Oiled, soiled and spoiled 

What happened when Montana’s Yellowstone River turned black–and how that environmental disaster is influencing pipelines nationwide

Page 4 of 6

A river named Yellowstone

Early on July 3, 2011, Tom Livers got a call from his office at the Montana Department of Environmental Quality telling him to get down to Billings as quickly as possible. He was assigned to coordinate the state’s response to the spill on the Yellowstone, a task normally assigned to the Montana Disaster and Emergency Services Division. He didn’t pack much; he thought he’d only be away from Helena for the span of a meeting or two. His wife got into the passenger’s seat. Their dog jumped into the back.

“When we first hit the river in Livingston, it was obvious that that thing was moving,” Livers says of the Yellowstone, which was surging at nearly 28,000 cubic feet per second. “It was bigger than I’d ever seen it in several decades of being here.”

The temperature in central Montana was working its way toward 100 degrees. More thunderstorms were on the way.

Livers spent most of the drive down to Billings on his Bluetooth, trying to figure out what technical expertise DEQ could bring to the table at the spill command center in the Crowne Plaza. His agency wasn’t set up for emergency response. None of its staff had training in the incident command system made standard at most governmental agencies in the wake of Hurricane Katrina. He was going to be a fish out of water, at least for a while.

But that wasn’t the main issue nagging Livers. He was thinking about the torrent he’d seen from the bridge in Livingston, and about the iconic name that river bore.

“One thing that kept going through my head on the drive down to Billings the first day was, ‘This river’s named Yellowstone, and it’s going to get a lot of attention—appropriately,’” Livers recalls. “Just given that it’s in Montana, it’s the Yellowstone River, did attract lots of attention both nationally and internationally.”

Over the next few weeks, Livers would interact with news crews and reporters from everywhere—The New York Times, Wall Street Journal, even Chinese Central Television.

Exxon had already mustered some 300 response personnel by the time Livers arrived at the Crowne Plaza. There were roughly 20 representatives from the EPA too, Livers says. Many of the spill specialists gathered in Billings had worked Deepwater Horizon together the previous year.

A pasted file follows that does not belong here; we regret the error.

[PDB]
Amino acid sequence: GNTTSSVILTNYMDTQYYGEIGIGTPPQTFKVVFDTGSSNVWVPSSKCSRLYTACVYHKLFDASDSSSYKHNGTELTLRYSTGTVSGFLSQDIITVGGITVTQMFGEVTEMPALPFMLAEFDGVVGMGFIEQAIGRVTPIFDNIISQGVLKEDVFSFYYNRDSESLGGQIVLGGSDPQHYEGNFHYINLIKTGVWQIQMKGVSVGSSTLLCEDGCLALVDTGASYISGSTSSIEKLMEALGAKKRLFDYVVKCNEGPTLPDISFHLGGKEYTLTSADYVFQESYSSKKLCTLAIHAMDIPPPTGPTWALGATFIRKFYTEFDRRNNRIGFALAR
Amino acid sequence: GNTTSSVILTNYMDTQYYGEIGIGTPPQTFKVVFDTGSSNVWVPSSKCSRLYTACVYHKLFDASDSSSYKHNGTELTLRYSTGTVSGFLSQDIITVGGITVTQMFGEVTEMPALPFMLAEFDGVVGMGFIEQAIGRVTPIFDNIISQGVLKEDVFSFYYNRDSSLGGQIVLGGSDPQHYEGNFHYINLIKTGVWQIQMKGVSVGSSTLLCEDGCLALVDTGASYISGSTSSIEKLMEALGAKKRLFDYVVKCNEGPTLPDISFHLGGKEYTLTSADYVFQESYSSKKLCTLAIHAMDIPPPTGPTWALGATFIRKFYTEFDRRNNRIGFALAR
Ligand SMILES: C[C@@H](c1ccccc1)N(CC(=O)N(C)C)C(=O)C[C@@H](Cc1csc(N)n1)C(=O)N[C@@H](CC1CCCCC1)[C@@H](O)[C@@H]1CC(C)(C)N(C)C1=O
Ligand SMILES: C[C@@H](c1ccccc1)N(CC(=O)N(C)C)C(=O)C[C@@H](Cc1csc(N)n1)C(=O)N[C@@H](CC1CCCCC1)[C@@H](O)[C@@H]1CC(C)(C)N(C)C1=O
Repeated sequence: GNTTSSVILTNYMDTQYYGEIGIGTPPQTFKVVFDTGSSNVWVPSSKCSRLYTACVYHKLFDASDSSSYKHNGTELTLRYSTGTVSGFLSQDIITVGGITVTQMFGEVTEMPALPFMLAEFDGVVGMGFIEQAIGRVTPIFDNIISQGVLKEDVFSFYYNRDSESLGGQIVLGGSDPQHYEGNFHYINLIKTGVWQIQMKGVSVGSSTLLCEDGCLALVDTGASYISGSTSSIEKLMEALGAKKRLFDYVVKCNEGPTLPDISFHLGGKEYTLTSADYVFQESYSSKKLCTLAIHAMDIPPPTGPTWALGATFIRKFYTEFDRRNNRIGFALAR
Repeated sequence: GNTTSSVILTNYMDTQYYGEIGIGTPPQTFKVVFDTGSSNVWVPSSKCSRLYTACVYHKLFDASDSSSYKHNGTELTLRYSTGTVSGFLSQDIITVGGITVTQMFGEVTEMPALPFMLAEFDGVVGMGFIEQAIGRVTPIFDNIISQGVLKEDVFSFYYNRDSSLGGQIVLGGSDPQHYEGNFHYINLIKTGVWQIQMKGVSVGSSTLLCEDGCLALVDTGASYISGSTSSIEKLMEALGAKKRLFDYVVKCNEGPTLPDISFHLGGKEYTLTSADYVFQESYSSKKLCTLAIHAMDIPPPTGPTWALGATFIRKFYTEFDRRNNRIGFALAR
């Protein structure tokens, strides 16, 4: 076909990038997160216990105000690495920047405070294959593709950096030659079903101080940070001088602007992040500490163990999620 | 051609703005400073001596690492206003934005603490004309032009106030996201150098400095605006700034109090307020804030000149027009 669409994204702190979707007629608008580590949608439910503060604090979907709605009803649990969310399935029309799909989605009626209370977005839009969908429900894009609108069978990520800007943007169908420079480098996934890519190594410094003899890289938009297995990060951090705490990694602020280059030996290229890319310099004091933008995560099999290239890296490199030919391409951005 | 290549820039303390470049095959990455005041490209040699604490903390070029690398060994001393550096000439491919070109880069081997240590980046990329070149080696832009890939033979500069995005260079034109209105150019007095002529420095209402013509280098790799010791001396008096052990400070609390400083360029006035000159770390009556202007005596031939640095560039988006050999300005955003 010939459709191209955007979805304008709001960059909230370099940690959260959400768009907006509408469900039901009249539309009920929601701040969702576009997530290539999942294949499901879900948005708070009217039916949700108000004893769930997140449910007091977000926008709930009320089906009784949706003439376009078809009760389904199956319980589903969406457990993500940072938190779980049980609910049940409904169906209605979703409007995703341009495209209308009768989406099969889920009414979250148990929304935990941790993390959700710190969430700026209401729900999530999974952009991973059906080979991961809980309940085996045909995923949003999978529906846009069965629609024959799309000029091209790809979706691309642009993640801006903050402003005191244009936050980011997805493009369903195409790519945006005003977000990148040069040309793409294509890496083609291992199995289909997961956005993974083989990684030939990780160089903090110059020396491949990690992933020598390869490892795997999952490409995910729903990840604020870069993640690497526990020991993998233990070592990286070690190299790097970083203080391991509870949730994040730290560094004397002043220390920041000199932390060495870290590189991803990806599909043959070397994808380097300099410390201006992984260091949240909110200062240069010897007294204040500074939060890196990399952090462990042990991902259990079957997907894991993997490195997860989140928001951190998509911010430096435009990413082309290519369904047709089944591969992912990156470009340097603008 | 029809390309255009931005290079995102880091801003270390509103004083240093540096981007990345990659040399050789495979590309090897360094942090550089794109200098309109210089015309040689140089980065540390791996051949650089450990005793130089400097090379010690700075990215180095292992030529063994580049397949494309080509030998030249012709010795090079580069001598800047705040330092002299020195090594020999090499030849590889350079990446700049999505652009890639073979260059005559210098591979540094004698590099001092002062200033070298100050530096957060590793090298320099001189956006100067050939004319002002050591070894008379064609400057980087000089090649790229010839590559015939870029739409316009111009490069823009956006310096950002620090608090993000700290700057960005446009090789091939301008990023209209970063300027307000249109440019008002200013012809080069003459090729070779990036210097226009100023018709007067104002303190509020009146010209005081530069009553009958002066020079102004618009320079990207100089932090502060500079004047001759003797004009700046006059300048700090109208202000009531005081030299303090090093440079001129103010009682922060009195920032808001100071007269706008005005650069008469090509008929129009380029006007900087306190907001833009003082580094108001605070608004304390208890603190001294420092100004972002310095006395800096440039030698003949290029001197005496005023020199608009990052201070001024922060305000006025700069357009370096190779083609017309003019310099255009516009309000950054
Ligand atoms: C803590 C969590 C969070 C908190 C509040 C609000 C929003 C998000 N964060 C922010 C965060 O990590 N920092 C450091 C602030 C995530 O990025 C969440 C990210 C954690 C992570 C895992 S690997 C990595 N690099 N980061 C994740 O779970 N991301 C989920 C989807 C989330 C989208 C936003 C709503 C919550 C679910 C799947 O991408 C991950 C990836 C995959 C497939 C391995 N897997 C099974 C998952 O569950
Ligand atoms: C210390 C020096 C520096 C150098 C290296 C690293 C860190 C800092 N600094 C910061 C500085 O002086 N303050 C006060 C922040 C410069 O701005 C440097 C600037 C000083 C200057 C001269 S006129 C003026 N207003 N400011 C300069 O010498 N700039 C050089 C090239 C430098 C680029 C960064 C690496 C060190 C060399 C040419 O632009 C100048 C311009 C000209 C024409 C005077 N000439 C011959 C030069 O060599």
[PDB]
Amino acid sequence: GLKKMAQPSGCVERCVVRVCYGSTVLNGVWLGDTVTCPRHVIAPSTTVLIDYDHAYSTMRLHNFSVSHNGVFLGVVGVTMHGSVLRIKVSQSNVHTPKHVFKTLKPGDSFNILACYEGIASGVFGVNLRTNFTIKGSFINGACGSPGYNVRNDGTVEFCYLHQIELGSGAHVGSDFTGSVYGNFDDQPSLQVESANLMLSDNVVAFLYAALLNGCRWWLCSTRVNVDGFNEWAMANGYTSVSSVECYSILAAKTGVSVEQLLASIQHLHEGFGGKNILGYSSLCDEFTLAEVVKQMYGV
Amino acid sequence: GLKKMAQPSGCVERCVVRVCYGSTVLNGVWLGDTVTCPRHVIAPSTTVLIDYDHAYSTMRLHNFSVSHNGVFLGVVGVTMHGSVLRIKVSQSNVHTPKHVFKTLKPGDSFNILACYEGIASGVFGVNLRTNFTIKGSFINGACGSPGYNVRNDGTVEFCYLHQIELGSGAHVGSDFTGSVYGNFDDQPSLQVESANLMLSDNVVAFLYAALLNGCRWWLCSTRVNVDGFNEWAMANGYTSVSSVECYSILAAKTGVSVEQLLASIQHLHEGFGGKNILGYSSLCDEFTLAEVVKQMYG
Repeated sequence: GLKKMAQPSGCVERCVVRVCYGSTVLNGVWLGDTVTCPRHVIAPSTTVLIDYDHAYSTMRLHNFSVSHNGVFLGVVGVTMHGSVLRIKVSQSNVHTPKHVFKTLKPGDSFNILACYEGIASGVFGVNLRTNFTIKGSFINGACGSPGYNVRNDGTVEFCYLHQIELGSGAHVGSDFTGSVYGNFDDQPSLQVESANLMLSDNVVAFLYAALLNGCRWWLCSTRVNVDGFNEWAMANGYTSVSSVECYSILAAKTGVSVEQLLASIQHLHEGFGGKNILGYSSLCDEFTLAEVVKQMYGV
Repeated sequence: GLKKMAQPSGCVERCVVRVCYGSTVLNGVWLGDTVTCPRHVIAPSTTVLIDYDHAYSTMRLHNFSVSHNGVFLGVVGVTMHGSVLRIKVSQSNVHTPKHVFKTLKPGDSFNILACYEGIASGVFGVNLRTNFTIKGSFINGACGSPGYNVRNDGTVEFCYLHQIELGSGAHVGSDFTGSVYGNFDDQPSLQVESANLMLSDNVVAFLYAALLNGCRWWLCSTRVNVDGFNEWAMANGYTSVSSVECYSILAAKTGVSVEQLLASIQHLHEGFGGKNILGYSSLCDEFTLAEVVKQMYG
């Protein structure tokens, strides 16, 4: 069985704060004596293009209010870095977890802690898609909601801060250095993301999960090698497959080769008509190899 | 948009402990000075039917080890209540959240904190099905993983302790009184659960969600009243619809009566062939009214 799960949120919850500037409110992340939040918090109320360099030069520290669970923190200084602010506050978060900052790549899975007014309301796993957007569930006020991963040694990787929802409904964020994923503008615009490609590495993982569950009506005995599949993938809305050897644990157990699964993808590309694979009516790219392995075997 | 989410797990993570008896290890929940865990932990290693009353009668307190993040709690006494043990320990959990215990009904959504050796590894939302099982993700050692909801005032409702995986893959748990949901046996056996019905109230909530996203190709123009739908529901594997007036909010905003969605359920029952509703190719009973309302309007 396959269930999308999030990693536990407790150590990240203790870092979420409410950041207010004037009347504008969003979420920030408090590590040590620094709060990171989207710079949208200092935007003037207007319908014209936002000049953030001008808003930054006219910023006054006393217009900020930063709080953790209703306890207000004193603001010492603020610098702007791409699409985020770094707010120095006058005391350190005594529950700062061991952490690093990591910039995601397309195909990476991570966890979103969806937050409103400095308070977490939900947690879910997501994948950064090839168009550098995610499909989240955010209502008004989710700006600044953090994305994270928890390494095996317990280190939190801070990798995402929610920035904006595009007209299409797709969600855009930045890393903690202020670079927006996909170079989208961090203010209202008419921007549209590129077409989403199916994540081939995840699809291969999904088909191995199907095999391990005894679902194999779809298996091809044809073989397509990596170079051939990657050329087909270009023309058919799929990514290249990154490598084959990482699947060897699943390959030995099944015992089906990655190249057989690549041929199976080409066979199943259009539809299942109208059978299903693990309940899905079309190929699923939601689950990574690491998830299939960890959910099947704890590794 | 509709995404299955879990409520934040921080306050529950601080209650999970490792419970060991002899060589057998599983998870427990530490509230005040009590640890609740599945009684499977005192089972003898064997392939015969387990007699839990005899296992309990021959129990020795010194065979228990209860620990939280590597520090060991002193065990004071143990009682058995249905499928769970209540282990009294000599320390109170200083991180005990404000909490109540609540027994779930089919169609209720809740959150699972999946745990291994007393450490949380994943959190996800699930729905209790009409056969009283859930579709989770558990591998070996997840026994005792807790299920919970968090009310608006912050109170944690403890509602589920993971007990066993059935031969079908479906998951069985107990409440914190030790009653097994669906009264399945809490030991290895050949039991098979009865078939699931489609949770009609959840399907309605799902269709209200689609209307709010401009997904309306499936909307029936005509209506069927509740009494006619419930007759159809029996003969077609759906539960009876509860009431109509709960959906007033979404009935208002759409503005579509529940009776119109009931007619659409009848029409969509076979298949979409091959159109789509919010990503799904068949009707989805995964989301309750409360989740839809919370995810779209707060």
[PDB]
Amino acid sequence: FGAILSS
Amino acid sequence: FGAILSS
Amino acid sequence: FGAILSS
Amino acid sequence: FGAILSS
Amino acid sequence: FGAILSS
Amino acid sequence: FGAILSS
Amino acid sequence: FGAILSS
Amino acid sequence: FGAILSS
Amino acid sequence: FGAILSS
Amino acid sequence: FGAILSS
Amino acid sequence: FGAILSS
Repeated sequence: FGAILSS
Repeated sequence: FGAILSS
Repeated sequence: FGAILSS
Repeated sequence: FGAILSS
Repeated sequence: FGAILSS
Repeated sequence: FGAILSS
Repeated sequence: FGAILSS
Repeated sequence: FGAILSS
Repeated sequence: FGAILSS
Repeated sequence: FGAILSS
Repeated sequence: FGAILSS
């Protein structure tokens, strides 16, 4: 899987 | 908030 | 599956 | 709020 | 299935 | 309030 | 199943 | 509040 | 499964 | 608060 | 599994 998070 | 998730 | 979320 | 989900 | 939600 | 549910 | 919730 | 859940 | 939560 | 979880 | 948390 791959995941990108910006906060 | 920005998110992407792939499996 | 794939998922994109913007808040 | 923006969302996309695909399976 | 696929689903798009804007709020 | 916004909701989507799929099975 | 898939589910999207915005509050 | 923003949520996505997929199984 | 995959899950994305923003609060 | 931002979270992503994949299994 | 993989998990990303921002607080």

“I was watching a lot of reunions and old friends being reconnected,” Livers says. “But I think this was Exxon’s first big incident since Valdez, so they were really concerned.”

Livers remained in Billings for several days working to “plug” the state into the response operations, but he eventually got out to the actual spill site. First he toured the fringes, where floodwaters had swept pools of oil into oxbows, backwaters, essentially the entire riparian corridor. It had even reached low-lying hayfields and pastures for miles downstream. “The river was running so high you couldn’t get on it,” Livers says. “We got the first fast boats out on the water I think a week into it.”

The image that stuck with Livers most, though, came during his first flyover of the Yellowstone. Thick clumps of downed trees, shrubs and other flood debris in the river’s main channel had captured heavy deposits of the oil, and were steadily wicking it off.

“You’d see these debris piles dotted throughout the river, with long oil plumes stretching downstream from them,” Livers says. “I’ve never seen something that compared with that.”

On the ground, the oil coated scores of reptiles, amphibians and birds. The EPA specifically cautioned cleanup crews not to disturb eagles, as they could be fledging their young. Six specialists with the nonprofit International Bird Rescue, which has led bird rescue efforts in more than 200 oil spills since 1971, arrived in Billings July 3 to lend their expertise cleaning oiled wildlife. The group cared for 131 animals in all, including a Canada goose, a Coopers hawk, six leopard frogs and 109 Woodhouse’s toads. They also continued monitoring several partially oiled bald eagles throughout the summer.

Landowners became fed up with the lack of public meetings and information coming from Exxon officials in the first few days. They began descending on Laurel, pressing the city for answers. City Councilwoman Emelie Easton didn’t know what to tell them. Laurel had been worried for some time that flooding on the Yellowstone might result in an incident. But the reality of a pipeline spill came as a surprise nonetheless.

“I think the city, we were certainly in over our heads because nobody expected anything like this and there weren’t any local resources to depend on for cleanup let alone stopping the oil spill,” Easton says. “That in itself was overwhelming, and then all the claims of property being damaged way downriver … It was really a challenge to try to focus on the fact that we needed to make friends with the Exxon people who in turn had come into town saying, ‘Okay, we’re taking this over. We’re shutting you down.’”

The entire experience still weighs heavily on Livers. Oil spills were a thing that happened elsewhere in the world, not something that happened on the banks of the Yellowstone.

“We watched what happened in Kalamazoo, and it didn’t hit home,” Livers says. “I didn’t recognize we have similar risks here in Montana at the time.”

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